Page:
The Tip of the Government Health Care Iceberg


Thursday May 29th, 2014   •   Posted by Craig Eyermann at 6:37am PDT   •  

12082739_S Some excerpts from the Office of the Inspector General’s report on the Department of Veterans Affairs’ bureaucrat-led fraud of the real conditions at Phoenix’s VA hospital and a number of other VA facilities, the first of many we will be hearing in the news. We’ll present the results in a Q&A style format:

How many veterans are on the official wait list at the Phoenix VA, and how many seeking care have not been added to it?

To date, our work has substantiated serious conditions at the Phoenix HCS [Health Care System]. We identifed about 1,400 veterans who did not have a primary care appointment but were appropropriately included on the Phoenxi HCS’ EWLs [Electronic Wait Lists]. However, we identified an additional 1,700 veterans who were waiting for a primary care appointment but were not on the EWL. Untils that happens, the reported wait time for these veterans has not started. More importantly, these veterans were and continue to be at risk of being forgotten or lost in Phoenix HCS’s convoluted scheduling process. As a result, these veterans may never obtain a requested or required clinical appointment.

How long does the Phoenix VA hospital say in official reports it takes a veteran to get a primary care appointment at that facility, and how long does it really take (based on a statistical sample of veterans)?

VA national data, which was reported by Phoenix HCS, showed these 226 veterans waited on average 24 days for their first primary care appointment and only 43 percent waited more than 14 days. Howevere, our review showed these 226 veterans waited on average 115 days for their first primary care appointment with approximately 84 percent waiting more than 14 days.

How did the VA’s administrators manipulate the official wait list for medical care to hide the long waits for veterans seeking medical treatment?

Scheduling Scheme #1: Schedulers go into the scheduling program, find an open appointment, ask the veteran if that appointment would be acceptable, back out of the scheduling program, and enter the open appointment date as the veteran’s desired date of care. This makes the wait time of an established patient 0 days.

Scheduling Scheme #2: Schedulers at several locations described a process using the Clinic Appointment Availability Report (or similar report) to identify individual schedulers whose appointments exceeded the 14-day goal. Scheduling supervisors told schedulers to review these reports and “fix” any appointments greater than 14 days. Schedulers say they were instructed to reschedule the appointments for less than 14 days. At one location, a scheduler told us each supervisor was provided a list of schedulers who exceeded the 14-day goal. To keep their names off the supervisor’s list, schedulers automatically changed the desired date to the next available appointment, thereby, showing no wait time.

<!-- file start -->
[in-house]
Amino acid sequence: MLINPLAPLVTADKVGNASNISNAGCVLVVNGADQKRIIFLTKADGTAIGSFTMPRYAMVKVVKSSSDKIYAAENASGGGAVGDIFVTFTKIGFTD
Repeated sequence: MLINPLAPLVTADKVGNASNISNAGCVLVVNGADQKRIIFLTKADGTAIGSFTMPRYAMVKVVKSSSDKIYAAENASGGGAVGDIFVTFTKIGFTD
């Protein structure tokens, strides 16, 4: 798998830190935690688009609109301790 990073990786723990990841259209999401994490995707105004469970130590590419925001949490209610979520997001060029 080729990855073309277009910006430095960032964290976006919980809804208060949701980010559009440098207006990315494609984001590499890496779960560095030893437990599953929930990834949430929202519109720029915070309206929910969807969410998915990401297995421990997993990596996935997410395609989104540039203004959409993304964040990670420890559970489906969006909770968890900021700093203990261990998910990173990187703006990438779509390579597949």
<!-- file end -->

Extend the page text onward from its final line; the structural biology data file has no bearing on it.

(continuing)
Scheduling Scheme #3: Staff at two VA medical facilities deleted consults without full consideration of impact to patients. The first facility deleted pending consults in excess of 90 days without adequate reviews by clinical staff. Schedulers working at the second facility cancelled provider consults without review by clinical staff.

Scheduling Scheme #4: Multiple schedulers described to us a process they use that essentially “overwrites” appointments to reduce the reported waiting times. Schedulers make a new appointment on top of an existing appointment of the same date and time. This cancels the existing appointment but does not record a cancelled appointment. This action allows the scheduler to overwrite the prior Desired Date and appointment Create Date with a new Desired Date. This adjusts the Create Date to the current date of entry and the Desired Date to the date of the appointment, thus reducing the reported wait time.

What benefits did the VA’s administrators receive for adopting these fraudulent schemes?

A direct consequence of not appropriately placing veterans on EWLs is that the Phoenix HCS leadership significantly understated the time new patients waited for their primary care appointment in their FY 2013 performance appraisal accomplishments, which is one of the factors considered for awards and salary increases.

How else did the VA’s administrators enforce these schemes?

At one location, a scheduler told us each supervisor was provided a list of schedulers who exceeded the 14-day goal. To keep their names off the supervisor’s list, schedulers automatically changed the desired date to the next available appointment, thereby, showing no wait time.

Such are the carrot and stick incentives of bureaucrats who always put their own interests ahead of those of regular Americans.




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